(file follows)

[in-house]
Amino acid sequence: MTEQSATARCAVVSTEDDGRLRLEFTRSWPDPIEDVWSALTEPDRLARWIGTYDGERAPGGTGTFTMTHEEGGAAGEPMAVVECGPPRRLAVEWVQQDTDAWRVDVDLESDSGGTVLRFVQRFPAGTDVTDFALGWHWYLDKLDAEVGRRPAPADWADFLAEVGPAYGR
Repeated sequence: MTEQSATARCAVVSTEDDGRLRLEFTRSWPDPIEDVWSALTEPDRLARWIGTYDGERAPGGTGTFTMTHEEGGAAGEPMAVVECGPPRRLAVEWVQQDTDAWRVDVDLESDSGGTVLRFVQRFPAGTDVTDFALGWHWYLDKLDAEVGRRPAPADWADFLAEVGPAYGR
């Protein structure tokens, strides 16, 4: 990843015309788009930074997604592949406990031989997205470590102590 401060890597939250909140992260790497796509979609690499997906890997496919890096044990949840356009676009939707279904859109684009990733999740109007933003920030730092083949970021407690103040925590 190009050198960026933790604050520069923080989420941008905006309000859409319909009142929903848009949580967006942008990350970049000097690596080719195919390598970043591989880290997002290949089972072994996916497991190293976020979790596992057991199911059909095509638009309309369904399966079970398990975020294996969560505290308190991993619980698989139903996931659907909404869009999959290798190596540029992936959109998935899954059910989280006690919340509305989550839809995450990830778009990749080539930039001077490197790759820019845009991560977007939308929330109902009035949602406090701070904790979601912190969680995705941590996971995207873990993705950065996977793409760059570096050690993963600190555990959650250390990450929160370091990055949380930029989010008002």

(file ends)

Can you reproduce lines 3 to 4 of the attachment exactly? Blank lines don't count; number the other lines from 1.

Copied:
Repeated sequence: MTEQSATARCAVVSTEDDGRLRLEFTRSWPDPIEDVWSALTEPDRLARWIGTYDGERAPGGTGTFTMTHEEGGAAGEPMAVVECGPPRRLAVEWVQQDTDAWRVDVDLESDSGGTVLRFVQRFPAGTDVTDFALGWHWYLDKLDAEVGRRPAPADWADFLAEVGPAYGR
């Protein structure tokens, strides 16, 4: 990843015309788009930074997604592949406990031989997205470590102590 401060890597939250909140992260790497796509979609690499997906890997496919890096044990949840356009676009939707279904859109684009990733999740109007933003920030730092083949970021407690103040925590 190009050198960026933790604050520069923080989420941008905006309000859409319909009142929903848009949580967006942008990350970049000097690596080719195919390598970043591989880290997002290949089972072994996916497991190293976020979790596992057991199911059909095509638009309309369904399966079970398990975020294996969560505290308190991993619980698989139903996931659907909404869009999959290798190596540029992936959109998935899954059910989280006690919340509305989550839809995450990830778009990749080539930039001077490197790759820019845009991560977007939308929330109902009035949602406090701070904790979601912190969680995705941590996971995207873990993705950065996977793409760059570096050690993963600190555990959650250390990450929160370091990055949380930029989010008002």